Pebble mine would turn this pristine ecological treasure into an industrial mining region threatening the entire ecosystem, the $1.5 billion commercial fishing industry, the native culture, and the destination fishery.
Current Issue: Optimize the preliminary lake operations plan, Plan CC, to benefit all stakeholders
  • The Army Corps operates Lake Okeechobee based on outdated rules that benefit special interests at the expense of all others including coastal estuaries, the Everglades, public health and drinking water supply for millions.
  • The Army Corps is rewriting the rules that dictate how the lake will be managed for the next DECADE.
  • This rulebook must ensure that the new operations plan benefits all stakeholders and reduces future harm to our waters.
Current Issue: Permanent protections needed for Bristol Bay

Thanks to strong science and grassroots opposition that started in Bristol Bay and permeated communities nationwide, the proposed Pebble mine faced challenges that ultimately led to the denial of its key federal permit in November 2020. Now, we focus on the future.

Take Action: Urge the Army Corps to optimize Plan CC to benefit all stakeholders

The Army Corps selected the initial *new operations plan* that will dictate how Lake Okeechobee is managed for the next decade, and ultimately, the resulting impacts to our water quality across South Florida.

“Plan CC” provides a good starting point but needs significant modifications in order to provide the most benefit to all stakeholders. Making these modifications will decrease the likelihood of toxic discharges to the St. Lucie and Caloosahatchee estuaries, ensure drinking water supply for millions of Floridians, provide dry season hydration to the Everglades, and help to mitigate hyper-salinity in Florida Bay.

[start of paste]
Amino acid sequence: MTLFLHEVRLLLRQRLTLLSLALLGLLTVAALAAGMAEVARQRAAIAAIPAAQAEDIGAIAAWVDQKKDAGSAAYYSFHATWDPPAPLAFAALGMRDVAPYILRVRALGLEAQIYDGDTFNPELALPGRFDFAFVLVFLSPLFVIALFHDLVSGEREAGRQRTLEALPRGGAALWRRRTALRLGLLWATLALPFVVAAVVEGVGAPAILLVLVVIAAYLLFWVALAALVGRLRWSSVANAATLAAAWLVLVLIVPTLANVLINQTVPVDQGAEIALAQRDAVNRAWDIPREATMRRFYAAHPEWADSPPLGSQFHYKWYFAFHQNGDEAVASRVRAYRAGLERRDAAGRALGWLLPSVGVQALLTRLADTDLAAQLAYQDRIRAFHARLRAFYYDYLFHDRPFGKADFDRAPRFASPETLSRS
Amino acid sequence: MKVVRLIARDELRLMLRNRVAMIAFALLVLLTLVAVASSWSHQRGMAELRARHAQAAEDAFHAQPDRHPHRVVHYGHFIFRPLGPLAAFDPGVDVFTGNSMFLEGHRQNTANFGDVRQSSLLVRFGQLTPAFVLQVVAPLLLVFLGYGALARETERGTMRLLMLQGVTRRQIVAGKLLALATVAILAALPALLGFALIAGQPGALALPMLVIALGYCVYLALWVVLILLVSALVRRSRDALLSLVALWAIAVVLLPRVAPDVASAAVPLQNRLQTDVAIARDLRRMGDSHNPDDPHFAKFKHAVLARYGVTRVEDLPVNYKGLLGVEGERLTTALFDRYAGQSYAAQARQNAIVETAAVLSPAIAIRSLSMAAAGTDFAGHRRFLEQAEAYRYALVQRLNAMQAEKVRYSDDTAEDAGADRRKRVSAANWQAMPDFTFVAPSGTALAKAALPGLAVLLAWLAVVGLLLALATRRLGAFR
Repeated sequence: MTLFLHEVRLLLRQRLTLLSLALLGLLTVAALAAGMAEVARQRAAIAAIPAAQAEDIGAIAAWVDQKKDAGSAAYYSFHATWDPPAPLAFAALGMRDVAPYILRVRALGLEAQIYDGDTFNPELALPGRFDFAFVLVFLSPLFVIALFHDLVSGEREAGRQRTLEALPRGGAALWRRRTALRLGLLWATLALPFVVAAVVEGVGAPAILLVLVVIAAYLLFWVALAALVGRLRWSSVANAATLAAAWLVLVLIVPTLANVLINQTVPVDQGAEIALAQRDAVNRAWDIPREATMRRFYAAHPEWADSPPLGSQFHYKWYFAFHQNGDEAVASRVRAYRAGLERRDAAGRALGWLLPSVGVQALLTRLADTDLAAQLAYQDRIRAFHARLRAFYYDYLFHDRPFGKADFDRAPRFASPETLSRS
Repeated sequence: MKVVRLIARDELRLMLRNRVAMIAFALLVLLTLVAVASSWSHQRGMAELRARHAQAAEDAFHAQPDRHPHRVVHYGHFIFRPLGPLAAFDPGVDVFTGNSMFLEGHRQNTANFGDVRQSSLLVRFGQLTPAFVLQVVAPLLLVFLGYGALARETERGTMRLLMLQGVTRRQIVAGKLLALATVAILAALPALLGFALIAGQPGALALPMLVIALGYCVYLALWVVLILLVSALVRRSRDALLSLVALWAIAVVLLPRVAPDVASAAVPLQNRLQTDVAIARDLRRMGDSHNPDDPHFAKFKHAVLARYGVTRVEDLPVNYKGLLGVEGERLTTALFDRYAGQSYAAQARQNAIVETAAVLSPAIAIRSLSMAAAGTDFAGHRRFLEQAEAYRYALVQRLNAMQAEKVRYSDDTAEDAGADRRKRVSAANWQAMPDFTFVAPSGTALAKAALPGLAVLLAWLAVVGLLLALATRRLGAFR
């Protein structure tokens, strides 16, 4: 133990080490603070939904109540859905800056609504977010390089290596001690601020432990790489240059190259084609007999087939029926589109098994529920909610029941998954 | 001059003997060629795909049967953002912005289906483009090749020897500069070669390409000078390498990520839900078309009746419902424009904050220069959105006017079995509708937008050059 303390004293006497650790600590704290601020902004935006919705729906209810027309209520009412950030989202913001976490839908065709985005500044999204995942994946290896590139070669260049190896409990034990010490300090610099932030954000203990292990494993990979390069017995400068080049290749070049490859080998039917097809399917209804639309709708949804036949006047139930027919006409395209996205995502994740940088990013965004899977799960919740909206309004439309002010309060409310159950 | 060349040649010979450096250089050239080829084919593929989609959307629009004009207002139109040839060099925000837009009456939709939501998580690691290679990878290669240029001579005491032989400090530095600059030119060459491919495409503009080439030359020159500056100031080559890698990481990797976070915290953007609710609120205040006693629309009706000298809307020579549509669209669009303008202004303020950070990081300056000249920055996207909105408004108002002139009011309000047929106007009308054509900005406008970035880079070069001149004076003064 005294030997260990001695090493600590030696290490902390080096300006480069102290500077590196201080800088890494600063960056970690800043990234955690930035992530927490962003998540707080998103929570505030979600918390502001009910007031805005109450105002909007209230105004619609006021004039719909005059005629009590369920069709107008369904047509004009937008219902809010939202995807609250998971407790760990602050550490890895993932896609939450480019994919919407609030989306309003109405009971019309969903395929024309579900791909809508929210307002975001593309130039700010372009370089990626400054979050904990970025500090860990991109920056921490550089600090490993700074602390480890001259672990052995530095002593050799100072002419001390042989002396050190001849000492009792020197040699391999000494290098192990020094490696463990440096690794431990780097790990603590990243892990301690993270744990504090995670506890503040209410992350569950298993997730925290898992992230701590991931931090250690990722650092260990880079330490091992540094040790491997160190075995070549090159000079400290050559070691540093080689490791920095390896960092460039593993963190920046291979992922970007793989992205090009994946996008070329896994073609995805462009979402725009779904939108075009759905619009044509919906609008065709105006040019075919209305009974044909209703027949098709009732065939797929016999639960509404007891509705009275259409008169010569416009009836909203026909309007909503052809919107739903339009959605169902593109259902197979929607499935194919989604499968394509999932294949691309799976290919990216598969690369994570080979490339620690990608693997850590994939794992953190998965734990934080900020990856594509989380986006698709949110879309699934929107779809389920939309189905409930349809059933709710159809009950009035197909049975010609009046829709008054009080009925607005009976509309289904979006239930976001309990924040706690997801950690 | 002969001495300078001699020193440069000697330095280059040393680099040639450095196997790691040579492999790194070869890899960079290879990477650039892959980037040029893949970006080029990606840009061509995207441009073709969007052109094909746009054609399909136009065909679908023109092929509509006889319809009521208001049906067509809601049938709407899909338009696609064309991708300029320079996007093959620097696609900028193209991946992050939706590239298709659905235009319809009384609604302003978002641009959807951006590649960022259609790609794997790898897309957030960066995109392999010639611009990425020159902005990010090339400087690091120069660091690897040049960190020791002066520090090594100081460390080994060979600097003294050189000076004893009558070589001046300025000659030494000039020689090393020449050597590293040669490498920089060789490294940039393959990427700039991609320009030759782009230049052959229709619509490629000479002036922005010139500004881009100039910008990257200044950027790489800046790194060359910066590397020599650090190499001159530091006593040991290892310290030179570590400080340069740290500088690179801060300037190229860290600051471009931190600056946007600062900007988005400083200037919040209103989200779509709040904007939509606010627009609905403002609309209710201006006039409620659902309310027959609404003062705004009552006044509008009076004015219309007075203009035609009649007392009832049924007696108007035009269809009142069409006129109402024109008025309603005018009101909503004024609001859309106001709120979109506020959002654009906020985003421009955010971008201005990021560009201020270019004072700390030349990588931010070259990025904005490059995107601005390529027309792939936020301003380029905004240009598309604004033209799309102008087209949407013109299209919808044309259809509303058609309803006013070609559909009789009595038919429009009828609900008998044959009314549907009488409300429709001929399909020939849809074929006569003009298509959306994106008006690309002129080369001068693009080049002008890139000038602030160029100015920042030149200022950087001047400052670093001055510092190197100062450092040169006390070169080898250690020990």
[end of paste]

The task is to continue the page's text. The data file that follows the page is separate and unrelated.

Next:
Your voice matters. Please take action using the button below.

Take Action: Ask decision-makers in Congress and the EPA to support permanent protections for Bristol Bay

Thanks to strong science and grassroots opposition that started in Bristol Bay and permeated communities nationwide, the proposed Pebble mine faced challenges that ultimately led to the denial of its key federal permit in November 2020. Now, we focus on the future. We need your help to secure community-supported, long-term protections so that Pebble- or any other mining company- cannot threaten the people, fish, and fish-based resources of the region again. Please take action today using the button below.
Get Involved: Join the fight to advance Everglades restoration
Get Involved: Join the fight to stop Pebble Mine

Meet Capt. John Landry

Captain John Landry has been a career fishing guide for over a decade. Born and raised in Southwest Florida, his passion for the Everglades and tarpon fishing began as a youngster fishing with his dad. Today, Landry splits his time guiding the iconic waters of two national treasures, Florida’s Everglades and Alaska’s Bristol Bay. Landry has dedicated his life to introducing people to the beauty and wonder found in these wild places, and more importantly, inspiring them to join the fight to save them. Also pictured: Koby.